WEST PALM BEACH, FLORIDA:
In 2017, Phipps Reporting, one of Inc. 5000’s fastest growing companies in America, hosted 85 webconference proceedings. Four months into 2020, they have booked more than 2,000 webconference proceedings as law firms try to move their cases forward during the coronavirus pandemic via remote litigation.
Phipps Reporting’s first experience with webconference court reporting came in November 2010 during a large construction case with 15 lawyers and a deponent referring to photos on his computer while testifying. The firm recognized the future of remote litigation and became the first in the court reporting industry to offer webconferencing as one of their main services.
|“Webconferencing has come a long way since the early 2000s. We have offered it as a solution in trial and to enable expert witnesses to appear remotely during trials, including asbestos cases and a medical products liability trial involving Stryker,” says Christine Phipps, president and CEO of Phipps Reporting. “Our experience makes us the ideal solution for litigants looking for remote court reporting and video services.”|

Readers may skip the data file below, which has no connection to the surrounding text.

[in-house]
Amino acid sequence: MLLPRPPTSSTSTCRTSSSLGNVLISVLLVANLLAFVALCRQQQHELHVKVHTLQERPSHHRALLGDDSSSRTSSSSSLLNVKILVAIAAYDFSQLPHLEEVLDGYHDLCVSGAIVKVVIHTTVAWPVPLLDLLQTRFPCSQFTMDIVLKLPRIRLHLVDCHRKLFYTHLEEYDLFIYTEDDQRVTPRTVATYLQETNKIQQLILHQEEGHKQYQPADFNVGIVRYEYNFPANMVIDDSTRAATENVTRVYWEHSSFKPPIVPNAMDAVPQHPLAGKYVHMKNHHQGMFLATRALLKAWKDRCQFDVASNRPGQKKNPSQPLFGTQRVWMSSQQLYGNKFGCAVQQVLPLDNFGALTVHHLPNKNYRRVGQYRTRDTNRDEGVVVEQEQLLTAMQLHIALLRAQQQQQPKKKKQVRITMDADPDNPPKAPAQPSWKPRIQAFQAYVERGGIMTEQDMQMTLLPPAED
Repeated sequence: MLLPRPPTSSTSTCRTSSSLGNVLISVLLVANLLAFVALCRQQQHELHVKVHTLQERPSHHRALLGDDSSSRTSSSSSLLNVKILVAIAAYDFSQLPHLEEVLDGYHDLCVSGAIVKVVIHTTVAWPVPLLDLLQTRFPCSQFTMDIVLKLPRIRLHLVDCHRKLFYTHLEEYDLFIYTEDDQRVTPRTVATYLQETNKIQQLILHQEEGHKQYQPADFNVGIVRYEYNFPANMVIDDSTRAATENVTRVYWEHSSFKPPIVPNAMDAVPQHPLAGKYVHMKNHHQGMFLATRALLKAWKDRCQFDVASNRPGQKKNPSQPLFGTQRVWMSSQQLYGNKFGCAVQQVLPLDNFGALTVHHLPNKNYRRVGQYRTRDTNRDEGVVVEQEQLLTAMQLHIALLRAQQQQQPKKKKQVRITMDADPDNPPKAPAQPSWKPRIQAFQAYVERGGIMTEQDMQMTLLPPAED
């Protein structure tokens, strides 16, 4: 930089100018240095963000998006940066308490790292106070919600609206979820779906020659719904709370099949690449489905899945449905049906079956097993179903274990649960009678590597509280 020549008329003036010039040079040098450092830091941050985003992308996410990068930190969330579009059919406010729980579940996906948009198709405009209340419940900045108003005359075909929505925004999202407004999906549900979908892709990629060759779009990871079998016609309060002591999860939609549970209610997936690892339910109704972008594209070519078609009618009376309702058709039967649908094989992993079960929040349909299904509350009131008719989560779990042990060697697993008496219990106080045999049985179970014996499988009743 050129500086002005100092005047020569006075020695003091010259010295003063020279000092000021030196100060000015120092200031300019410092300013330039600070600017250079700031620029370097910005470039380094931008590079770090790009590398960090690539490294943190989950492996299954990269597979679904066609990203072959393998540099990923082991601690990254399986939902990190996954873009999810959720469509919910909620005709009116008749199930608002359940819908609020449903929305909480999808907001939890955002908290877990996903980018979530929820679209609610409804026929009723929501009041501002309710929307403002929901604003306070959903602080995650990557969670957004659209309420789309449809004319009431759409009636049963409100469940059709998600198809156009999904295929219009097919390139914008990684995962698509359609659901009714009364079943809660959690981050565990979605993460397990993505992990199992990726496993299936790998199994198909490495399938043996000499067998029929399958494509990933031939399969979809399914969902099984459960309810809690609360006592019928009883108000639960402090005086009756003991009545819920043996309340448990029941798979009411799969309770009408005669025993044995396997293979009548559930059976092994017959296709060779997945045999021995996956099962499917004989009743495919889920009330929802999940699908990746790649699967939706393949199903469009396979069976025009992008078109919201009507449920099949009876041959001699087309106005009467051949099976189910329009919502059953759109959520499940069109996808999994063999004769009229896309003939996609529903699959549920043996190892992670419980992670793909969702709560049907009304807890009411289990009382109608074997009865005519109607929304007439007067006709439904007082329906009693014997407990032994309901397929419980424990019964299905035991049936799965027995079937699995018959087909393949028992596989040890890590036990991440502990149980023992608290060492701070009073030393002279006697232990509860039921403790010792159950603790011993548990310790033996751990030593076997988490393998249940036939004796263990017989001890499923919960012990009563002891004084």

Even under normal circumstances, webconferencing can be more efficient and cost-conscious for litigants than in-person services. Court reporters can appear for short hearings without commuting, leaving more time for preparing the transcript, or even cover courthouses in remote geographic areas.
During the coronavirus pandemic, Phipps Reporting is offering free webconference rooms and one-on-one or individual law firm training sessions in order to help legal professionals pivot to this new era of remote litigation.
“Webconferencing can help the millions of people employed in the litigation world get back to work and maintain some sense of normalcy,” says Phipps.